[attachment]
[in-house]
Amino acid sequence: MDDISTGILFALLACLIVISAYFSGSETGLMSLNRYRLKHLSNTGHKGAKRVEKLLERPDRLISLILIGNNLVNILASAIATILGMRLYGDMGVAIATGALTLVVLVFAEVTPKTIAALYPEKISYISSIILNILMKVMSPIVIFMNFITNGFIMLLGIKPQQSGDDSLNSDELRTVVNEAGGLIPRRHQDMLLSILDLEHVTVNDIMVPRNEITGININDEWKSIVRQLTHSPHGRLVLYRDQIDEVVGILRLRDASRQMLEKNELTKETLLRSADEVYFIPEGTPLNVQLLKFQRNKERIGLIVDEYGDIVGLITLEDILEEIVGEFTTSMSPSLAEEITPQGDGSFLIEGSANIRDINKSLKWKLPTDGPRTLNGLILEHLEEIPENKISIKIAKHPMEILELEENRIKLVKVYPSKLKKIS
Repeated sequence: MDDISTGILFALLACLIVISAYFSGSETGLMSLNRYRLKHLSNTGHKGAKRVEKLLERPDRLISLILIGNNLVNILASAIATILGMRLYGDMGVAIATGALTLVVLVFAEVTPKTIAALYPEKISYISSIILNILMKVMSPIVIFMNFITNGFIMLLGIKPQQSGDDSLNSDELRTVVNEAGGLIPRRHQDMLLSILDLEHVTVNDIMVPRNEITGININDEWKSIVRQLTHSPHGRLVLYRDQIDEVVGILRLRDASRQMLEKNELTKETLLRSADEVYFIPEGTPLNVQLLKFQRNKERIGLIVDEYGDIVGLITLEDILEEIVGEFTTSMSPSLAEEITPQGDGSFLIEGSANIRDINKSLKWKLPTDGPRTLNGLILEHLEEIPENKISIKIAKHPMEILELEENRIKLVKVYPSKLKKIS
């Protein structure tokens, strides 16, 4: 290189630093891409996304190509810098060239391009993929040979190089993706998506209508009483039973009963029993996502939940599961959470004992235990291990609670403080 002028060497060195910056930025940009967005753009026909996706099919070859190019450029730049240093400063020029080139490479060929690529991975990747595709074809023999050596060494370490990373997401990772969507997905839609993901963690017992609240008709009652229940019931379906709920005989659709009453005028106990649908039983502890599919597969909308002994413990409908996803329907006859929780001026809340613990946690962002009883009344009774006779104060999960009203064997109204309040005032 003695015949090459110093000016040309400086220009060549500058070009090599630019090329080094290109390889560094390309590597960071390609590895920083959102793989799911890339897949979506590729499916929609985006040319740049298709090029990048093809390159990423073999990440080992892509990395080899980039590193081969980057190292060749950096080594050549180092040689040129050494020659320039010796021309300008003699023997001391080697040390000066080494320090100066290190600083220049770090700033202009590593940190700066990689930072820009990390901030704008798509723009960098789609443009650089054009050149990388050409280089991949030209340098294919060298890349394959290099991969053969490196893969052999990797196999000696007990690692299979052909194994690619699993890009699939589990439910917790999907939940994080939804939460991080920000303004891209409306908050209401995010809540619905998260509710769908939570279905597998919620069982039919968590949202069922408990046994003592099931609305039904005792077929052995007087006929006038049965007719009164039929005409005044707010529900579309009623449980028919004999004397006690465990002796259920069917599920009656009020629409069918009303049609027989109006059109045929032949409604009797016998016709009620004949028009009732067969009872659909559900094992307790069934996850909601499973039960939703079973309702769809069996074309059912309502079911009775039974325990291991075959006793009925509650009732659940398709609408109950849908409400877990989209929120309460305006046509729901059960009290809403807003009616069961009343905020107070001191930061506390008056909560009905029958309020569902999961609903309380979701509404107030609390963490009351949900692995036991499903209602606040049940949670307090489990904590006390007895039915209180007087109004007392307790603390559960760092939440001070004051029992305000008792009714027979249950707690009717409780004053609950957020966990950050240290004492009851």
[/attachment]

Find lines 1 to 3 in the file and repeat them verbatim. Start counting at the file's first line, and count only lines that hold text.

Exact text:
[in-house]
Amino acid sequence: MDDISTGILFALLACLIVISAYFSGSETGLMSLNRYRLKHLSNTGHKGAKRVEKLLERPDRLISLILIGNNLVNILASAIATILGMRLYGDMGVAIATGALTLVVLVFAEVTPKTIAALYPEKISYISSIILNILMKVMSPIVIFMNFITNGFIMLLGIKPQQSGDDSLNSDELRTVVNEAGGLIPRRHQDMLLSILDLEHVTVNDIMVPRNEITGININDEWKSIVRQLTHSPHGRLVLYRDQIDEVVGILRLRDASRQMLEKNELTKETLLRSADEVYFIPEGTPLNVQLLKFQRNKERIGLIVDEYGDIVGLITLEDILEEIVGEFTTSMSPSLAEEITPQGDGSFLIEGSANIRDINKSLKWKLPTDGPRTLNGLILEHLEEIPENKISIKIAKHPMEILELEENRIKLVKVYPSKLKKIS
Repeated sequence: MDDISTGILFALLACLIVISAYFSGSETGLMSLNRYRLKHLSNTGHKGAKRVEKLLERPDRLISLILIGNNLVNILASAIATILGMRLYGDMGVAIATGALTLVVLVFAEVTPKTIAALYPEKISYISSIILNILMKVMSPIVIFMNFITNGFIMLLGIKPQQSGDDSLNSDELRTVVNEAGGLIPRRHQDMLLSILDLEHVTVNDIMVPRNEITGININDEWKSIVRQLTHSPHGRLVLYRDQIDEVVGILRLRDASRQMLEKNELTKETLLRSADEVYFIPEGTPLNVQLLKFQRNKERIGLIVDEYGDIVGLITLEDILEEIVGEFTTSMSPSLAEEITPQGDGSFLIEGSANIRDINKSLKWKLPTDGPRTLNGLILEHLEEIPENKISIKIAKHPMEILELEENRIKLVKVYPSKLKKIS